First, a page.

This collection adds weight to an emerging argument that suggests that policies in place to make cities better places are inextricably linked to an attempt to civilize, pacify and regulate crime and disorder in urban areas, contributing to a vision of an urban renaissance which is perhaps as much about control as it is about the broader physical and social renewal of our towns and cities. The book has three key themes: the theories, strategies and assumptions underpinning the securing of ‘Urban Renaissance’; the agendas of current urban policy in the field of crime control; and, thirdly, the role of communities within these agendas. The book provides focused discussions and engagement with these issues from a range of scholars who examine policy connections that can be traced between social, urban and crime policy and the wider processes of regeneration in British towns and cities. The book also seeks to develop our understanding of policies, theories and practices surrounding contemporary British urban policy where a move from concerns with ‘urban renaissance’ to those of sustainable communities clearly intersect with issues of community security, policing and disorder. Providing a rare disciplinary crossover between urban studies, criminology and community studies, “Securing an Urban Renaissance” will be essential reading for academics and students in criminology, social policy and human geography concerned with the future of British cities and the political debates shaping the regulation of conduct, crime and disorder in these spaces.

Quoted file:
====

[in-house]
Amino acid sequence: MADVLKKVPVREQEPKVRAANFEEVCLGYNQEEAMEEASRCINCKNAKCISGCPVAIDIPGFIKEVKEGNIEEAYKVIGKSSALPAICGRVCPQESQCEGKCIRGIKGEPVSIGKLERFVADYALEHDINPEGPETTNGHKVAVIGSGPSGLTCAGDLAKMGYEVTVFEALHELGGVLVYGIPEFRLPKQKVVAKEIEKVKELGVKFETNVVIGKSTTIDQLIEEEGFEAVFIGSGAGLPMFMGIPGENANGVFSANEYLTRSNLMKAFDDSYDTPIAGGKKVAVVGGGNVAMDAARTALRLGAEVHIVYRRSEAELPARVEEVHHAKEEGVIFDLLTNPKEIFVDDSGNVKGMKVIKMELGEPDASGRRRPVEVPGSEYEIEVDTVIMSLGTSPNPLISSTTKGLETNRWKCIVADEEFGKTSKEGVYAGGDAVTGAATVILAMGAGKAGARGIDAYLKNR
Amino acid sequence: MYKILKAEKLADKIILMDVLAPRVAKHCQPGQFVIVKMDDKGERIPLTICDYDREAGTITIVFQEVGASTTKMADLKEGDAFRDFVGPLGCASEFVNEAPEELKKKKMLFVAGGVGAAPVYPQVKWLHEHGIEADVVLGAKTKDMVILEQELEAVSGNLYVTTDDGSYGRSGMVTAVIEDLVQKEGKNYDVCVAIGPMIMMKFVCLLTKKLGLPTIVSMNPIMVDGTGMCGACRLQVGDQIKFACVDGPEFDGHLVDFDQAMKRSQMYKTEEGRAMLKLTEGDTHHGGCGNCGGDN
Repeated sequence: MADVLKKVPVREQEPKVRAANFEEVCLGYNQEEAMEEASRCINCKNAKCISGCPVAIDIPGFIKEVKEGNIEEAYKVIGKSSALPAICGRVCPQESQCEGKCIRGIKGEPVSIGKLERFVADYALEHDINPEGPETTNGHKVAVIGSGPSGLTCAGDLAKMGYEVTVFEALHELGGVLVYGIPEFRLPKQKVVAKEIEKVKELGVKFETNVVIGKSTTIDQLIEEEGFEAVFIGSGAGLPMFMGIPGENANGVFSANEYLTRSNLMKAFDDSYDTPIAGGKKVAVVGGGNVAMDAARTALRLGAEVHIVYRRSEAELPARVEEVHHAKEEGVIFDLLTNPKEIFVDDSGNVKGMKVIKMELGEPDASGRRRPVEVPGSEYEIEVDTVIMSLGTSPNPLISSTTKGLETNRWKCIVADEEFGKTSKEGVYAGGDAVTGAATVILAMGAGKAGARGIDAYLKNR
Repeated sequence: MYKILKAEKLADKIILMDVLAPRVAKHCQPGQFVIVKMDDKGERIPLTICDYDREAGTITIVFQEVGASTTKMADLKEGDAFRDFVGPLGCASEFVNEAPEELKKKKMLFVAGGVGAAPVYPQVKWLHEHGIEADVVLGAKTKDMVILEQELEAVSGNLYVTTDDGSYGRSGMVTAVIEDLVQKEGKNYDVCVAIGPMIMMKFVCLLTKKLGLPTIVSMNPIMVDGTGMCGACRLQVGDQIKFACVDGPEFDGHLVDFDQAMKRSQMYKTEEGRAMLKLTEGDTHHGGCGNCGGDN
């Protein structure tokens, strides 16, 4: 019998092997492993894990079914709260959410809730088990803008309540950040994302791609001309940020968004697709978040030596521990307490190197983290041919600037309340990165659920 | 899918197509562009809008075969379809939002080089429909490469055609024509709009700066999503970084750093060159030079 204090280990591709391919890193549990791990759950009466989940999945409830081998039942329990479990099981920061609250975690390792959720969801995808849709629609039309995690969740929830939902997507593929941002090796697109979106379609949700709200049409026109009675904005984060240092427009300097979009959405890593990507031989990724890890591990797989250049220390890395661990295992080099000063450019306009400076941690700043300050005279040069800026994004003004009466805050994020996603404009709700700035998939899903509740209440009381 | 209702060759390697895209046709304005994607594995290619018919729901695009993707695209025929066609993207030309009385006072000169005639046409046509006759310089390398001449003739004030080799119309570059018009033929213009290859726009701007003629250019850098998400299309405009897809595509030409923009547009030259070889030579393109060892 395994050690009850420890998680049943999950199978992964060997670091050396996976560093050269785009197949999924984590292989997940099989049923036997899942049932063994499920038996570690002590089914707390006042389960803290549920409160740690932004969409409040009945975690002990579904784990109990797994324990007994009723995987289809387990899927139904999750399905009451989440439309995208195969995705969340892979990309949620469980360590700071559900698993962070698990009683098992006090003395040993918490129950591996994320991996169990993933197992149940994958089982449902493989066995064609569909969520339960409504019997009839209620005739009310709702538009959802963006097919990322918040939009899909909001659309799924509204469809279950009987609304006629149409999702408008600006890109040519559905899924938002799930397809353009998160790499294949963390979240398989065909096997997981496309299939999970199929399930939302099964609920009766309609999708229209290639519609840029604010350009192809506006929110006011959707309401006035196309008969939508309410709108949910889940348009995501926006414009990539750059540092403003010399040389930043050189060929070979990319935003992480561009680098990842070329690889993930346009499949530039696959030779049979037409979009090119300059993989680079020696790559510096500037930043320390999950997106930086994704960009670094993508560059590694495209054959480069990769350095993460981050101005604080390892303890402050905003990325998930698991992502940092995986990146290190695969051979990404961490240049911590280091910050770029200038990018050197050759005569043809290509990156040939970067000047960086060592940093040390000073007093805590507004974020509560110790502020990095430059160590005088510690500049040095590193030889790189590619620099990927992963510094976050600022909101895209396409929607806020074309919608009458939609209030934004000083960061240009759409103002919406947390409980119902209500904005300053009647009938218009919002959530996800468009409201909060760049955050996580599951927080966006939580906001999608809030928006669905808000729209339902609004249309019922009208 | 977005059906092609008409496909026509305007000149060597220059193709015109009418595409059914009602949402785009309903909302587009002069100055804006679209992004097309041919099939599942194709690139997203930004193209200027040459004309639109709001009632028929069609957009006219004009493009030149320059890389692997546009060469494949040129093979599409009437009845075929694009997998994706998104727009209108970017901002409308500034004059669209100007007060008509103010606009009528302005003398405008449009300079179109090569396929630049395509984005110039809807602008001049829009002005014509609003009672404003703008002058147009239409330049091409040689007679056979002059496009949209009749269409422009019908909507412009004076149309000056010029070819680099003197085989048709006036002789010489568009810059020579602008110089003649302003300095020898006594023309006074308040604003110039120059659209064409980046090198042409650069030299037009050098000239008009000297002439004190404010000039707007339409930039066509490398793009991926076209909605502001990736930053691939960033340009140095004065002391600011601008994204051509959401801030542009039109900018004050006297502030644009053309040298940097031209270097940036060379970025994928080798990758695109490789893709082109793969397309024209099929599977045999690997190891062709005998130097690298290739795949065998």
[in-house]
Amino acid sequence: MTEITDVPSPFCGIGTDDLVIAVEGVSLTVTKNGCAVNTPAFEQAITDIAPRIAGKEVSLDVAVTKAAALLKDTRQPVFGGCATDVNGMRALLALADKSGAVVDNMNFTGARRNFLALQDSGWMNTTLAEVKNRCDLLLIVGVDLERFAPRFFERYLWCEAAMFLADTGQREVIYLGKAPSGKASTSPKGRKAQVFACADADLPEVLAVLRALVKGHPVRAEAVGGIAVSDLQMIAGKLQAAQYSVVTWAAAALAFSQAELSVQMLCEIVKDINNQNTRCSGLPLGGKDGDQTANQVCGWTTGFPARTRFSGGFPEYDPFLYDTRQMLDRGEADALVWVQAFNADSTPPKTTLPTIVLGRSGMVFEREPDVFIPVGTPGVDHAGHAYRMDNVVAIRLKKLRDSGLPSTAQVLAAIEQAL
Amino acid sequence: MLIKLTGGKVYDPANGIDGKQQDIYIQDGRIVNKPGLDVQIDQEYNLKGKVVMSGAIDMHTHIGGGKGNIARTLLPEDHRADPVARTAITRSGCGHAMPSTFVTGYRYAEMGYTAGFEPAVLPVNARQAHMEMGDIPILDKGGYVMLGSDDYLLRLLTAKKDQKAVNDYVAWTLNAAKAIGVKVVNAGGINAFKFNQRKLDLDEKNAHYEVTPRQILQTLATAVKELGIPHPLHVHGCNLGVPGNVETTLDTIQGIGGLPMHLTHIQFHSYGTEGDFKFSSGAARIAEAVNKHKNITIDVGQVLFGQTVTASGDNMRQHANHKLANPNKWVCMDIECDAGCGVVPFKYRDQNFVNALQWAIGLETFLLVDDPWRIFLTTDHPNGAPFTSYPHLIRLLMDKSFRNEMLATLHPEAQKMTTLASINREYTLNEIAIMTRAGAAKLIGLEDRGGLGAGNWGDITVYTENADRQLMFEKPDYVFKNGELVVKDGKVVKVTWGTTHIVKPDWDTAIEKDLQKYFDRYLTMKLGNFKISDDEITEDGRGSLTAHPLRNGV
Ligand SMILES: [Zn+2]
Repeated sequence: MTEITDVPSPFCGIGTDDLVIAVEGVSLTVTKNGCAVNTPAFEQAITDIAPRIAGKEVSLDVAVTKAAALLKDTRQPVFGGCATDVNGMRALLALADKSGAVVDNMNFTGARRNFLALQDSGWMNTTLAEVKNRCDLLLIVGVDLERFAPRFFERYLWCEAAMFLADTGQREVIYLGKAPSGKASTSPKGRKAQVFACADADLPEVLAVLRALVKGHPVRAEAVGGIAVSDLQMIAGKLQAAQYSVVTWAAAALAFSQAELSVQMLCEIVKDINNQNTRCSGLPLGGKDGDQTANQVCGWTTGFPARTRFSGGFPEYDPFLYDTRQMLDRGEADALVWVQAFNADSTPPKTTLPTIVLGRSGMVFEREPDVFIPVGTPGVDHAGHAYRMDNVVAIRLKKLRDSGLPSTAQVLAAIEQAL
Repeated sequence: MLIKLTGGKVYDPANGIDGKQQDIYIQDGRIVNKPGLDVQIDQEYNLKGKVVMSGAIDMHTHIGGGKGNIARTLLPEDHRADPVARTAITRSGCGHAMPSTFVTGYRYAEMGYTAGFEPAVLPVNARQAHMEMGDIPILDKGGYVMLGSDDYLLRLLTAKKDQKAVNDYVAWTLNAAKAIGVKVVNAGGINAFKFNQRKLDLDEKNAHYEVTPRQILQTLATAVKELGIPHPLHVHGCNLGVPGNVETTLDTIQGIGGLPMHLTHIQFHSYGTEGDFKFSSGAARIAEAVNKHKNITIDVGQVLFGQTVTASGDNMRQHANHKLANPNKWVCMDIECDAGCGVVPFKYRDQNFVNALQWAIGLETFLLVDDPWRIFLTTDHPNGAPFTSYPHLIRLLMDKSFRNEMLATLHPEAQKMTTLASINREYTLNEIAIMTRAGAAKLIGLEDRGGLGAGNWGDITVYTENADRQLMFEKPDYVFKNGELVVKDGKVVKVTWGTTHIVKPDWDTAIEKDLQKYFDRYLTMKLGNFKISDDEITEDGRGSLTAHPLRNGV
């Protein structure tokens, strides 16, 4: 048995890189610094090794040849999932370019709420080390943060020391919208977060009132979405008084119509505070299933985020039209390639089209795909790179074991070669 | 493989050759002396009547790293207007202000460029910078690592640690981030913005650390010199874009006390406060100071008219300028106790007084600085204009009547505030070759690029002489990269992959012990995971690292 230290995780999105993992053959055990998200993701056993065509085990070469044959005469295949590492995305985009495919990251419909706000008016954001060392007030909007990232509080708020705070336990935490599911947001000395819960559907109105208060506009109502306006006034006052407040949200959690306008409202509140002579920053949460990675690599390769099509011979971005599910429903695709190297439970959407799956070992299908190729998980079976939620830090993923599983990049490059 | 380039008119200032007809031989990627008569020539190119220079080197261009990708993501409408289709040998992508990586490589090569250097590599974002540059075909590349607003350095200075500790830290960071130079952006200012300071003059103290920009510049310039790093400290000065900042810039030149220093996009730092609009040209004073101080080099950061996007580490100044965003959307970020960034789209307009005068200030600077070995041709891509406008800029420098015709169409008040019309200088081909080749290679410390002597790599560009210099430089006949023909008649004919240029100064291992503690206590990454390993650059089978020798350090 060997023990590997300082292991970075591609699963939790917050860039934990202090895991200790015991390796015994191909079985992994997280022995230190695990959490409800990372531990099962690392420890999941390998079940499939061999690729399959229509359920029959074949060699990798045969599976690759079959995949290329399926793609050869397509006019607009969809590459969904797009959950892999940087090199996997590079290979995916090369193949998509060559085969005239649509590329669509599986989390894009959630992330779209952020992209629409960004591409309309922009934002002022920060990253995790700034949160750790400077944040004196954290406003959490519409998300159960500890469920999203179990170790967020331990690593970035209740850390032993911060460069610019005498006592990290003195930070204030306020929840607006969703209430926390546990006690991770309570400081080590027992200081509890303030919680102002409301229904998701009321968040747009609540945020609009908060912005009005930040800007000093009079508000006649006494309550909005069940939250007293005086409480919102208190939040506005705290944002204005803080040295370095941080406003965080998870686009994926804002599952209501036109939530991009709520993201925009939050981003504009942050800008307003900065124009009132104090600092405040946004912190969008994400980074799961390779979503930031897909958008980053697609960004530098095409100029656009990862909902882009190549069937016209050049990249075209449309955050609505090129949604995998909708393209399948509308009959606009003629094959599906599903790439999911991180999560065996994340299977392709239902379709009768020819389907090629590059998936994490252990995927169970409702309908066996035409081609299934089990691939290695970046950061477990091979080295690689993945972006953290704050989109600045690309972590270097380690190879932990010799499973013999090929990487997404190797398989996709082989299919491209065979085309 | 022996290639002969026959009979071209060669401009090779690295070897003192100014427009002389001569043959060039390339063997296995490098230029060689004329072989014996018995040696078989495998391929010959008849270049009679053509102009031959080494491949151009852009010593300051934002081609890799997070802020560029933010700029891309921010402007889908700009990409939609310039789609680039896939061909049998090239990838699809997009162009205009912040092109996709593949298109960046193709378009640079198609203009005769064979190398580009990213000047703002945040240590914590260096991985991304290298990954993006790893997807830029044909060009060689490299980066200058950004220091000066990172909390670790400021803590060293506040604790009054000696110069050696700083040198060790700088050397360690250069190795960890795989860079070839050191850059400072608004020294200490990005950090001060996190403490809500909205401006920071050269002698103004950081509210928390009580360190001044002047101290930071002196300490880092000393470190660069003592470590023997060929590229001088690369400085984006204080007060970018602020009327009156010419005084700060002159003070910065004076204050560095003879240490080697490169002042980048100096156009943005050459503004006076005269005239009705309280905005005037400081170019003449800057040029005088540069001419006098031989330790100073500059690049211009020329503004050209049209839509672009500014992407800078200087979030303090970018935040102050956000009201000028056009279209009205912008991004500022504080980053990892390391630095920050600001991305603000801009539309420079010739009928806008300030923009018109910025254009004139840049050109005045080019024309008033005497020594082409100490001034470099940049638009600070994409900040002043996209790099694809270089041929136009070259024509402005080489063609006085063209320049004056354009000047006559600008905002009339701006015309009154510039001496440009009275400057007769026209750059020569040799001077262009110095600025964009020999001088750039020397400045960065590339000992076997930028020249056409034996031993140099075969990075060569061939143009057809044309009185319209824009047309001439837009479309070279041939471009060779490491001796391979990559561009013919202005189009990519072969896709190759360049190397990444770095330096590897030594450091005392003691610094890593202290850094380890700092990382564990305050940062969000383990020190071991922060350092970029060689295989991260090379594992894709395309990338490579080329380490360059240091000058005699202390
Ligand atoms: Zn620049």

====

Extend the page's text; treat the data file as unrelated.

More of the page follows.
Millie’s contribution examines New Labour’s action on anti-social behaviour (ASB) given the emphasis in current urban-regeneration action on improving liveability by reducing crime in Great Britain. It suggests that if anti-social behaviour is concentrated in areas of relative deprivation and is associated with neighbourhood dissatisfaction, then it follows that tackling ASB alongside regeneration work will have mutual benefits. The chapter argues that ASB can be tackled in order to reduce environmental inequality, to reduce crime, or to improve collective efficacy.
Young People and Youth Justice